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Las Vegas in Clark County, Nevada — The American Mountains (Southwest)
 

Moulin Rouge

1955

 
 
Moulin Rouge Marker image. Click for full size.
By Bill Kirchner, March 16, 2010
1. Moulin Rouge Marker
Inscription. The first integrated hotel and casino in Las Vegas, the Moulin Rouge opened in May 1955. It is celebrated as a landmark of racial integration in Las Vegas and the United States.

Entertainers from the Las Vegas Strip and Hollywood flocked to its showroom and casino, where celebrities and patrons, black and white, mingled freely – an electrifying experience in segregated Las Vegas. Boxing champ Joe Louis, part owner of the hotel and official greeter, welcomed crowds of gamblers, performers, visitors and locals to the color – blind entertainment venue. The Moulin Rouge successfully challenged the long – standing segregation practices of the Las Vegas hotel – casino industry.

Despite its popularity, the Moulin Rouge closed in October 1955. Although there are several theories about the reasons for its closure, the truth remains a mystery. In 1960, it again played a major role in the community's slow progress towards integration when civic leaders and NAACP officials met at "the Rouge" and informally agreed to desegregate Las Vegas hotels. During the last 50 years, many people have attempted to re – open the fabled resort. Originally built by white investors, the property passed into black ownership in 1989. An arson fire on May 29, 2003, burned the original casino floor and showroom. Fortunately,
Moulin Rouge Prior to the 2010 Demolition image. Click for full size.
By Bill Kirchner, March 16, 2010
2. Moulin Rouge Prior to the 2010 Demolition
Marker is behind red car.
the hotel, commercial area and neon sign were saved. This iconic sign was designed by Betty Willis, the creator of the famous "Welcome to Las Vegas" sign at the south end of the Strip. (Marker Number 5.)
 
Location. 36° 10.635′ N, 115° 9.228′ W. Marker is in Las Vegas, Nevada, in Clark County. Marker is on West Bonanza Road (Nevada Route 579), on the right when traveling west. Touch for map. Marker is at or near this postal address: 920 West Bonanza Road, Las Vegas NV 89106, United States of America.
 
Other nearby markers. At least 8 other markers are within walking distance of this marker. McWilliams' Townsite (approx. 0.2 miles away); St. James the Apostle (approx. 0.2 miles away); Harrison Boarding House (approx. 0.4 miles away); Westside School (approx. half a mile away); Auction Site (approx. 0.6 miles away); Historic Light Standard (approx. 0.6 miles away); Auction Site / First Train Depot (approx. 0.6 miles away); The First Telephone (approx. 0.6 miles away). Touch for a list and map of all markers in Las Vegas.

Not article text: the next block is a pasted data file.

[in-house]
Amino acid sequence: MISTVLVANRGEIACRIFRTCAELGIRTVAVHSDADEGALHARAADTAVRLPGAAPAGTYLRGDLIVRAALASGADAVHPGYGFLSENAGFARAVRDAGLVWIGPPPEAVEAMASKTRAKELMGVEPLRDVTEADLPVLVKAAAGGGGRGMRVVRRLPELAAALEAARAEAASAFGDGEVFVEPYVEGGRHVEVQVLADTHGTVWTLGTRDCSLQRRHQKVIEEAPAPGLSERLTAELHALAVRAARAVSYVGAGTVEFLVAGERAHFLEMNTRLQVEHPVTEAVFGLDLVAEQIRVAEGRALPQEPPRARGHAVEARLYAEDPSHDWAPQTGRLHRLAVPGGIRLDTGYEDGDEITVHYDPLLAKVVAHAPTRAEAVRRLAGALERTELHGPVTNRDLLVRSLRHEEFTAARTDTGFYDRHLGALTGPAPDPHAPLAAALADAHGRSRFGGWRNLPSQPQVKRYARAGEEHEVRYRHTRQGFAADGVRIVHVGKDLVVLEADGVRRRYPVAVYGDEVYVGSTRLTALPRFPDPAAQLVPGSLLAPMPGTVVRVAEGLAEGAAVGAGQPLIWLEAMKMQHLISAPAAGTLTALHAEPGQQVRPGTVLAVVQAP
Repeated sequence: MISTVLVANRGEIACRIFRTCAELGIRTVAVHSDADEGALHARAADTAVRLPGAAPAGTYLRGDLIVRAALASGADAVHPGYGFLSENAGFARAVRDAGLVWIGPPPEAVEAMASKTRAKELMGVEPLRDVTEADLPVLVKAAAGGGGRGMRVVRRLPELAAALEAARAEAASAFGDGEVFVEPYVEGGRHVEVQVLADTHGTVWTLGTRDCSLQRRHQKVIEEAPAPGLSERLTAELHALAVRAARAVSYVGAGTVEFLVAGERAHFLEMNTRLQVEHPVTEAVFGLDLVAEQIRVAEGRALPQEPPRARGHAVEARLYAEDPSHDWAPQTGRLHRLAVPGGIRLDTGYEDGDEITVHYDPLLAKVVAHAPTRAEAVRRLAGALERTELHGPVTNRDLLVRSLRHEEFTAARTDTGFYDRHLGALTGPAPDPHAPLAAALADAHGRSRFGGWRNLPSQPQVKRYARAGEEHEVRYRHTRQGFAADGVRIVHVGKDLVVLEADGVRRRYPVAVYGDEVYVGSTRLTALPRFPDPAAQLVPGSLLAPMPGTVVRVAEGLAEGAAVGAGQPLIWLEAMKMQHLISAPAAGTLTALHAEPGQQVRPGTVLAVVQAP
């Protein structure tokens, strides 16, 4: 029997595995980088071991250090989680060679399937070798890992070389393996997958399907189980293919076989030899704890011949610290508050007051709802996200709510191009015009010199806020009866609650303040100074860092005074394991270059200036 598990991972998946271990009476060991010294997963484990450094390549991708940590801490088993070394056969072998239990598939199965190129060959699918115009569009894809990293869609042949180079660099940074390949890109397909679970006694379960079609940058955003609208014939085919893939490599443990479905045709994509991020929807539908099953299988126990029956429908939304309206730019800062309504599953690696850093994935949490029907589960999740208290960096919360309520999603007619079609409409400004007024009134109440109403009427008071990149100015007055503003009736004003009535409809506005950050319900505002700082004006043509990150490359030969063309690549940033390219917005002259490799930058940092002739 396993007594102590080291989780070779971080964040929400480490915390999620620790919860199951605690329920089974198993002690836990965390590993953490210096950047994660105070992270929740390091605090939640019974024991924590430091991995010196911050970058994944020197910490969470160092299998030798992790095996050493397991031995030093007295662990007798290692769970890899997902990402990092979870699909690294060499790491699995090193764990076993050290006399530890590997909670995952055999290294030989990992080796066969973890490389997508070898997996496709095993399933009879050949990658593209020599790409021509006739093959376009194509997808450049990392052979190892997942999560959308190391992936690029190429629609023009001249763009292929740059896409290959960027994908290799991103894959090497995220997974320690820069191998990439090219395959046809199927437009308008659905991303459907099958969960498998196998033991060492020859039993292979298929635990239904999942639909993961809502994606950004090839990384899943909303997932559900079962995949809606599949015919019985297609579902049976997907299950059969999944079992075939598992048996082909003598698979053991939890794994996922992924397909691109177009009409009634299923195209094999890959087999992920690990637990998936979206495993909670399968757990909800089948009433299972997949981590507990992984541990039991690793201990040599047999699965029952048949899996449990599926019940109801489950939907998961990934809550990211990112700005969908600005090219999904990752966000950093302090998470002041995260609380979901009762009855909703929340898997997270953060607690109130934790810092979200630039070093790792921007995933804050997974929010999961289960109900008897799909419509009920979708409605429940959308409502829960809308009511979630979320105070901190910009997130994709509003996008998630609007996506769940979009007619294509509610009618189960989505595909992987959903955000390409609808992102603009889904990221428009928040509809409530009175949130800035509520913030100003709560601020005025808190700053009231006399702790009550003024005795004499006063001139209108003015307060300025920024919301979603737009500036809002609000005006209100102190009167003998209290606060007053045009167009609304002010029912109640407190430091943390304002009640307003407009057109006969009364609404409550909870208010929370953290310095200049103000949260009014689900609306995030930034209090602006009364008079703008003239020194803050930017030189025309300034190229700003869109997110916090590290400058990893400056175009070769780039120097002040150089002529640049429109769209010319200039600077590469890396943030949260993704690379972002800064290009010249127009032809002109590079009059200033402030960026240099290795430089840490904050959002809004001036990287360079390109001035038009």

Regarding Moulin Rouge. This site is Stop #5 on the Pioneer Trail. Noted on marker: The Pioneer Trail celebrates the early history of Las Vegas, offering a glimpse of the people and places that made Las Vegas thrive.

From the Pioneer Trail brochure: Much
Moulin Rouge Hotel image. Click for full size.
By Michael Kindig, June 4, 2008
3. Moulin Rouge Hotel
of the original buildings burned in 2003 and 2009, and the remaining casino facade was demolished in 2010. The iconic neon sign, designed by Betty Willis, survived and was moved to the Neon Museum. The site is recognized as a landmark of racial integration in Las Vegas and the United States, and remains listed on the local and National Register of Historic Places.
 
Related markers. Click here for a list of markers that are related to this marker. The Pioneer Trail - West Las Vegas
 
Also see . . .  Moulin Rouge Hotel & Casino 1955-2007. (Submitted on March 28, 2010, by Bill Kirchner of Tucson, Arizona.)
 
Categories. African AmericansEntertainmentNotable Buildings
 
Moulin Rouge Hotel image. Click for full size.
By Michael Kindig, May 26, 2008
4. Moulin Rouge Hotel
 
 
Credits. This page was last revised on June 16, 2016. This page originally submitted on March 28, 2010, by Bill Kirchner of Tucson, Arizona. This page has been viewed 1,327 times since then and 35 times this year. Last updated on December 28, 2011, by Michael Kindig of Long Beach, California. Photos:   1, 2. submitted on March 28, 2010, by Bill Kirchner of Tucson, Arizona.   3, 4. submitted on December 7, 2011, by Michael Kindig of Long Beach, California. • Syd Whittle was the editor who published this page.
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